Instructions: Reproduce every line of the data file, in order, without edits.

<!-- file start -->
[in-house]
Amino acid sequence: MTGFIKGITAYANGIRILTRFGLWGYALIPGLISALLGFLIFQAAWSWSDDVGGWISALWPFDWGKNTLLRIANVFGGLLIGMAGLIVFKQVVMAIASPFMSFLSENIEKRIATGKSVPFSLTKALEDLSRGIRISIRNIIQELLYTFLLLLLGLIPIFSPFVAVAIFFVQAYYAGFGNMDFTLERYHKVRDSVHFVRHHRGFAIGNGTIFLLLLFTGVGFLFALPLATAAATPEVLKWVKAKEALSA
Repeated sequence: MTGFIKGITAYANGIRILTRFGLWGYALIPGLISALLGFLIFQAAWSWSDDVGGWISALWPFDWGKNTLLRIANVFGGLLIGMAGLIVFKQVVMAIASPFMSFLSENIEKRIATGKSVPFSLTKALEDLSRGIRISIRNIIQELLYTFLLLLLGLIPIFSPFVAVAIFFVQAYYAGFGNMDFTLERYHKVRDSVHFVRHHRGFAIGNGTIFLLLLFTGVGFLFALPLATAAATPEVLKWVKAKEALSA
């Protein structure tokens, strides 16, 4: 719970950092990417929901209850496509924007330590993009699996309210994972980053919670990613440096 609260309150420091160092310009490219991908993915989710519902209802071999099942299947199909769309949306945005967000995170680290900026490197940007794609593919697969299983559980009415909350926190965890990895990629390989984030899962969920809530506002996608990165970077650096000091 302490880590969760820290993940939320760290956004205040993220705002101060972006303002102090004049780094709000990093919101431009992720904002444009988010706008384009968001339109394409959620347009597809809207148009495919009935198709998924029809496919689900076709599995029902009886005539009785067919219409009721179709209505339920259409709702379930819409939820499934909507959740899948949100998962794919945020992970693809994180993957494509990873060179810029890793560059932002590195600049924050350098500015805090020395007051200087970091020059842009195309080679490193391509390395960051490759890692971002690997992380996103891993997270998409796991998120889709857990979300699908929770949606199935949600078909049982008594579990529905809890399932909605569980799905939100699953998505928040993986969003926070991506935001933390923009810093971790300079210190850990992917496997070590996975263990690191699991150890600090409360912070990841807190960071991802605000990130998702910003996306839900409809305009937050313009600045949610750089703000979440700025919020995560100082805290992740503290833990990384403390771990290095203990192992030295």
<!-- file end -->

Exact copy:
[in-house]
Amino acid sequence: MTGFIKGITAYANGIRILTRFGLWGYALIPGLISALLGFLIFQAAWSWSDDVGGWISALWPFDWGKNTLLRIANVFGGLLIGMAGLIVFKQVVMAIASPFMSFLSENIEKRIATGKSVPFSLTKALEDLSRGIRISIRNIIQELLYTFLLLLLGLIPIFSPFVAVAIFFVQAYYAGFGNMDFTLERYHKVRDSVHFVRHHRGFAIGNGTIFLLLLFTGVGFLFALPLATAAATPEVLKWVKAKEALSA
Repeated sequence: MTGFIKGITAYANGIRILTRFGLWGYALIPGLISALLGFLIFQAAWSWSDDVGGWISALWPFDWGKNTLLRIANVFGGLLIGMAGLIVFKQVVMAIASPFMSFLSENIEKRIATGKSVPFSLTKALEDLSRGIRISIRNIIQELLYTFLLLLLGLIPIFSPFVAVAIFFVQAYYAGFGNMDFTLERYHKVRDSVHFVRHHRGFAIGNGTIFLLLLFTGVGFLFALPLATAAATPEVLKWVKAKEALSA
């Protein structure tokens, strides 16, 4: 719970950092990417929901209850496509924007330590993009699996309210994972980053919670990613440096 609260309150420091160092310009490219991908993915989710519902209802071999099942299947199909769309949306945005967000995170680290900026490197940007794609593919697969299983559980009415909350926190965890990895990629390989984030899962969920809530506002996608990165970077650096000091 302490880590969760820290993940939320760290956004205040993220705002101060972006303002102090004049780094709000990093919101431009992720904002444009988010706008384009968001339109394409959620347009597809809207148009495919009935198709998924029809496919689900076709599995029902009886005539009785067919219409009721179709209505339920259409709702379930819409939820499934909507959740899948949100998962794919945020992970693809994180993957494509990873060179810029890793560059932002590195600049924050350098500015805090020395007051200087970091020059842009195309080679490193391509390395960051490759890692971002690997992380996103891993997270998409796991998120889709857990979300699908929770949606199935949600078909049982008594579990529905809890399932909605569980799905939100699953998505928040993986969003926070991506935001933390923009810093971790300079210190850990992917496997070590996975263990690191699991150890600090409360912070990841807190960071991802605000990130998702910003996306839900409809305009937050313009600045949610750089703000979440700025919020995560100082805290992740503290833990990384403390771990290095203990192992030295």